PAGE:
Christian leaders representing 2,500 churches from most denominations in Wales will present recommendations to work more closely together - including a new type of bishop and a single United Church of Wales - after a major ecumenical conference over the weekend.
The event at Aberystwith University called The Gathering, included representatives from the five Covenanted Churches in Wales – the Methodist Church, the United Reformed Church, the Presbyterian Church of Wales, the Church in Wales and some Covenanted Baptist congregations.
The five churches will respond to the recommendations "in due course," according to separate statements released by the Church in Wales and the Presbyterian Church in Wales.
The set of reports launched at the conference outline plans for new bishops adopted by and expressing a Reformed church understanding of the office of bishop. They also envision a single church in which there will be an interchange of ordained ministries by those with church or chapel backgrounds.
Materials released on the day of the conference include documents discussing current and proposed structures for church governance (12 pages), a recommended 'Order for the Gathering' for churches (16 pages), a discussion of pastoral oversight (38 pages).
The documents are available on the website of The Covenanted Churches in Wales.
Four Decades of Working Together, Waiting on the Holy Spirit
The churches first began discussing ways to work more closely together in the 1970s.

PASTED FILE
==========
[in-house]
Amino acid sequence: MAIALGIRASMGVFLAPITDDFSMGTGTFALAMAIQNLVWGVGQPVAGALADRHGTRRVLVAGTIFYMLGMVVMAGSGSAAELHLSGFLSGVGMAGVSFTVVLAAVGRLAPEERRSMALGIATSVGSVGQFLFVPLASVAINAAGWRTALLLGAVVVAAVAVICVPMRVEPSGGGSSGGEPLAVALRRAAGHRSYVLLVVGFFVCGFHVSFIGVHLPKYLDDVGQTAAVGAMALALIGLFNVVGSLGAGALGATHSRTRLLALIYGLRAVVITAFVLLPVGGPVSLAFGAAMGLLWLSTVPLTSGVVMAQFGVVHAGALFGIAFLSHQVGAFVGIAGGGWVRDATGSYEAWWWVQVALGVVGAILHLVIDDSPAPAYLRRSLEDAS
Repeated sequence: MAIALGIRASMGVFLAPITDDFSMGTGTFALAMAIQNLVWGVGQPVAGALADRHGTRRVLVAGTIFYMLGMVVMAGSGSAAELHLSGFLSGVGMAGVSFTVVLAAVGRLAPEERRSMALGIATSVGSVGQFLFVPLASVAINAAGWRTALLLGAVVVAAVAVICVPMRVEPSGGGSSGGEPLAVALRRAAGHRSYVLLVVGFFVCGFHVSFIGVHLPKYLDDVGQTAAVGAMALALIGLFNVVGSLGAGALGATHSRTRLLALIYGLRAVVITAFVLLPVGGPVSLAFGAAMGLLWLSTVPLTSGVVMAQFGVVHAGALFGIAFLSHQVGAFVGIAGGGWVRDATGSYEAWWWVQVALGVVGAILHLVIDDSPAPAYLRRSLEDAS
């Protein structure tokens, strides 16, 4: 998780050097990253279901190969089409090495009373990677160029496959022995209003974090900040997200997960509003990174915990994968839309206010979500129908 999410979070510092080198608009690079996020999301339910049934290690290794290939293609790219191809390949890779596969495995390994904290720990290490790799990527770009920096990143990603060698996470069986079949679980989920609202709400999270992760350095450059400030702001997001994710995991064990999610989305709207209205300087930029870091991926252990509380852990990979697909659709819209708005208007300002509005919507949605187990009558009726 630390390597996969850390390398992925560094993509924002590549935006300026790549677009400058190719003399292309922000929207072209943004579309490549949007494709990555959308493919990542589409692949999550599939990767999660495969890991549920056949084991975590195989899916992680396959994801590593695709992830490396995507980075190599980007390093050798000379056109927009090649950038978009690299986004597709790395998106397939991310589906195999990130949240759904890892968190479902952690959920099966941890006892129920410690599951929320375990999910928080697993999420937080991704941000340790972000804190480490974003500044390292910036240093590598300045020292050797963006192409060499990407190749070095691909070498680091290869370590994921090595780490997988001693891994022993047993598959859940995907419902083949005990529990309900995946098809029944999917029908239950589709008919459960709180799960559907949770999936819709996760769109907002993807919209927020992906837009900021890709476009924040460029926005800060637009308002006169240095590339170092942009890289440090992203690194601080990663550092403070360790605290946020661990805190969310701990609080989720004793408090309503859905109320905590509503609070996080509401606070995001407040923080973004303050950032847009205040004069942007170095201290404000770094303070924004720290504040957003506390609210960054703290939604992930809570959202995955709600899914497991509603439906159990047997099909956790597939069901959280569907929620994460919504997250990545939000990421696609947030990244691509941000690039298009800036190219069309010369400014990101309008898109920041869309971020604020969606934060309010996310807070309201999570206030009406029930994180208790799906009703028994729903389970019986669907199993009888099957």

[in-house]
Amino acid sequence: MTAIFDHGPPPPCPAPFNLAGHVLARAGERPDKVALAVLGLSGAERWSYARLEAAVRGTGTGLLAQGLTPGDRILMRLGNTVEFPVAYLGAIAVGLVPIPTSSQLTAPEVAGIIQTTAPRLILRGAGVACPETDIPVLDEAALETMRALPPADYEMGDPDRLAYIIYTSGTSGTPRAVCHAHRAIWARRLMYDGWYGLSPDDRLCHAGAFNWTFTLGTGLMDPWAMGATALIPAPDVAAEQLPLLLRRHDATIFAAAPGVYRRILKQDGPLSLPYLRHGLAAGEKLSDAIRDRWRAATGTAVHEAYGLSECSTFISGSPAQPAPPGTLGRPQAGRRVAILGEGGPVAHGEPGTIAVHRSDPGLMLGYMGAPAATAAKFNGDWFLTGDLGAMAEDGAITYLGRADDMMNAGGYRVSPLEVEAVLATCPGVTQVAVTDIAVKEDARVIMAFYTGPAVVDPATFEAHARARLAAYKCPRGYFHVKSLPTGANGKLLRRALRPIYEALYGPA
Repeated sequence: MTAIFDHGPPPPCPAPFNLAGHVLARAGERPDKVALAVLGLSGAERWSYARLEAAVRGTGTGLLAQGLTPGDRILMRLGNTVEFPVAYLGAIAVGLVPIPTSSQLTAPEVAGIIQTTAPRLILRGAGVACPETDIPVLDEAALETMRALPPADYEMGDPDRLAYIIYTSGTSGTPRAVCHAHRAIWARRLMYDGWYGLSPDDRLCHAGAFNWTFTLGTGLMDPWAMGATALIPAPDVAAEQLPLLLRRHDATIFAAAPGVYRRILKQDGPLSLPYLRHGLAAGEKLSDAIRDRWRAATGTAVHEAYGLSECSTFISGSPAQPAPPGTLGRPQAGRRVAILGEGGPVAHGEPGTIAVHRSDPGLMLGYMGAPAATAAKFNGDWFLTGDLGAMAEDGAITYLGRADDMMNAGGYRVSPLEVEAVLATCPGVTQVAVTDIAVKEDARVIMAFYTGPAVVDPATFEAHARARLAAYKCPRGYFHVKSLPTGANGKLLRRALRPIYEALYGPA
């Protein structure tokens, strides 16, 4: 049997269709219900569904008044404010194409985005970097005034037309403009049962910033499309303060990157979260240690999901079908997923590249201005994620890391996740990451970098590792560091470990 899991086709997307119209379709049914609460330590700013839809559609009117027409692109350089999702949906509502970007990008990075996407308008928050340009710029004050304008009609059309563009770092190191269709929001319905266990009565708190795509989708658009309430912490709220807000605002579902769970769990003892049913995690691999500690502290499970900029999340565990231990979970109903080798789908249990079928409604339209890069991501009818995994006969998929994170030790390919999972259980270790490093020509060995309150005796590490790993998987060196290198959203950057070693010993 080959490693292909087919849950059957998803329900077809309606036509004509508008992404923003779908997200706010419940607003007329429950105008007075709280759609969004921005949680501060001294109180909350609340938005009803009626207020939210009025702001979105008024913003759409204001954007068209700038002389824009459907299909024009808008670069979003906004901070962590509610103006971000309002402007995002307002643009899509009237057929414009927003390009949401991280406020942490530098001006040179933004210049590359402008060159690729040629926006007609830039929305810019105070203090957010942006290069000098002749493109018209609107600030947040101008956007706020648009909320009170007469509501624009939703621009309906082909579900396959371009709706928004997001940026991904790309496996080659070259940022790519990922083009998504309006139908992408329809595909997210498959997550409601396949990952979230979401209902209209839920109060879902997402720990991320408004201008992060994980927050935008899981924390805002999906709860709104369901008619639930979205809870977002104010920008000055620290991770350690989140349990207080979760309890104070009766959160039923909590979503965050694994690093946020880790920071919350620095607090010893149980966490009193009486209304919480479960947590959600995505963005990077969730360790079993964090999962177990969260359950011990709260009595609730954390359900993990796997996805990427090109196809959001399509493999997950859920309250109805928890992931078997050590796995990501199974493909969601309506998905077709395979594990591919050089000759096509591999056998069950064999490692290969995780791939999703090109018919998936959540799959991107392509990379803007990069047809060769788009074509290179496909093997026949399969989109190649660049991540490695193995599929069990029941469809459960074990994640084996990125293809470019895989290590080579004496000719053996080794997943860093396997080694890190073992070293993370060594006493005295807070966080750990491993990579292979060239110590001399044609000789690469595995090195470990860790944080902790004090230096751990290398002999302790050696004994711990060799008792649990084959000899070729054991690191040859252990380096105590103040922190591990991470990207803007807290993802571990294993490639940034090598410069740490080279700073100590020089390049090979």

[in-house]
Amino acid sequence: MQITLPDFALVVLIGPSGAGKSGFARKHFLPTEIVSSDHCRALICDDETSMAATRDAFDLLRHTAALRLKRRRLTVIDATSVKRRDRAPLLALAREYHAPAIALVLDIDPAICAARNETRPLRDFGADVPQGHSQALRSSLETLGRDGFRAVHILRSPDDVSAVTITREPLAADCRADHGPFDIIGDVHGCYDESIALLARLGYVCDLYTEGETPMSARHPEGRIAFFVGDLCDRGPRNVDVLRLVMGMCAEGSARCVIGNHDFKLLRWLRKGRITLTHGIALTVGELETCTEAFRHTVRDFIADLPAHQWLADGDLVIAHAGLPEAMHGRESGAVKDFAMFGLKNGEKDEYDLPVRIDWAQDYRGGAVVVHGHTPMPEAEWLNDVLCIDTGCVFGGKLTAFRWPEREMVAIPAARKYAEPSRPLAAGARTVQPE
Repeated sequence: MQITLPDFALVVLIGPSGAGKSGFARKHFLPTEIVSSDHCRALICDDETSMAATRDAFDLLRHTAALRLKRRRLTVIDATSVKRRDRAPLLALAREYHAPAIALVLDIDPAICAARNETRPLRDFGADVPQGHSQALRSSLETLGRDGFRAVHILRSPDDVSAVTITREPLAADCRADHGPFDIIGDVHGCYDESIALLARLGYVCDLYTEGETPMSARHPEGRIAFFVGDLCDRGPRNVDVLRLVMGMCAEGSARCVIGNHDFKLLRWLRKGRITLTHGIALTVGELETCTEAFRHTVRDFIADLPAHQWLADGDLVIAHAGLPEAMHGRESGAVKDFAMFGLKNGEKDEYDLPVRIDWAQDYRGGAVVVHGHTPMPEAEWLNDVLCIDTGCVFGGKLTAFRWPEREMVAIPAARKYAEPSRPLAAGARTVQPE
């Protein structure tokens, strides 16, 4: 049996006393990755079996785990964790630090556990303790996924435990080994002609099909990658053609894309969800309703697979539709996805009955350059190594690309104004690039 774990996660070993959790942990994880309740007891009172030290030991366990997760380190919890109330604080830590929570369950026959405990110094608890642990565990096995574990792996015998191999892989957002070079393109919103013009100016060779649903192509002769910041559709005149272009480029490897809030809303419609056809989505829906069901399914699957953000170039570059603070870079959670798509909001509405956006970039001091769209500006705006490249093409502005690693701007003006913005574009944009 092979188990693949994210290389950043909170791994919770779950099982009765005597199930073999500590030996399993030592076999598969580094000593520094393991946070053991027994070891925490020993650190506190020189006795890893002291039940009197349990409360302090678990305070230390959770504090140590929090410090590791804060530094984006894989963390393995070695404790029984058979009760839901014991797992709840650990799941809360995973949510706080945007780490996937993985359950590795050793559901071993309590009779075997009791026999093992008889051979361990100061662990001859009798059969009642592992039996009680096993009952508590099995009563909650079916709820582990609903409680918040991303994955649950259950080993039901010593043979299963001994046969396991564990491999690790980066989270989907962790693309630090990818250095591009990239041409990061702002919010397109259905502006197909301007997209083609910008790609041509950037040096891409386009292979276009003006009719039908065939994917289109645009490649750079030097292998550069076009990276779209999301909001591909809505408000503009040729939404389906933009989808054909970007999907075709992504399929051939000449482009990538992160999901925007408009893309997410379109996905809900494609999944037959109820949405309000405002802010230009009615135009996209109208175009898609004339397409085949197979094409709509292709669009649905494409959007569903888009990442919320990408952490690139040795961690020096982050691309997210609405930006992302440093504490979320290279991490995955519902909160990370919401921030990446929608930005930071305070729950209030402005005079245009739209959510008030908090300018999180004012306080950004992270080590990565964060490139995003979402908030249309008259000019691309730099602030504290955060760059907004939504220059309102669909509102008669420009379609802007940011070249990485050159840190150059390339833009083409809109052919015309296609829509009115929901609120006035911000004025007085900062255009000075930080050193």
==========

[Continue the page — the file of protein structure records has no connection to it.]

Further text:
"Four decades ago, five of the leading Christian traditions of Wales embarked on a path towards presenting a united witness to the Gospel. They made a solemn covenant before God and with one another in order that they might be brought into one visible Church to serve together in mission to the glory of God," said Rev. Gethin Abraham-Williams, Chair of the Commission of Covenanted Churches.
He said churches gathered would reassess their progress in achieving those goals.
He said the meeting was "an occasion to wait again upon the Holy Spirit for the moment that will 'create out of their separated lives a new ecclesial community committed to common mission in the world."
The World Council of Churches said in a statement ahead of the meeting that the denominations would "discuss ways of eradicating traditional divisions between churches in order to move towards greater unity."
The Rev. Olav Fykse Tveit, General Secretary of the World Council of Churches was invited to give a keynote address.
Rev. Tveit told those gathered "you are contributing significantly," according to a Twitter post by the Rev. Aled Edwards of the Church in Wales. Rev. Edwards is also the Chief Executive Officer of Cytûn - Churches Together in Wales, the organization that made the recommendations.
"[P]eople understand the need for churches to come together not only because of environmental reasons, for economic reasons but the discernment on our part is that this may be, in faith terms, the will of Christ because he does not wish us to be divided," Rev. Edwards told the BBC.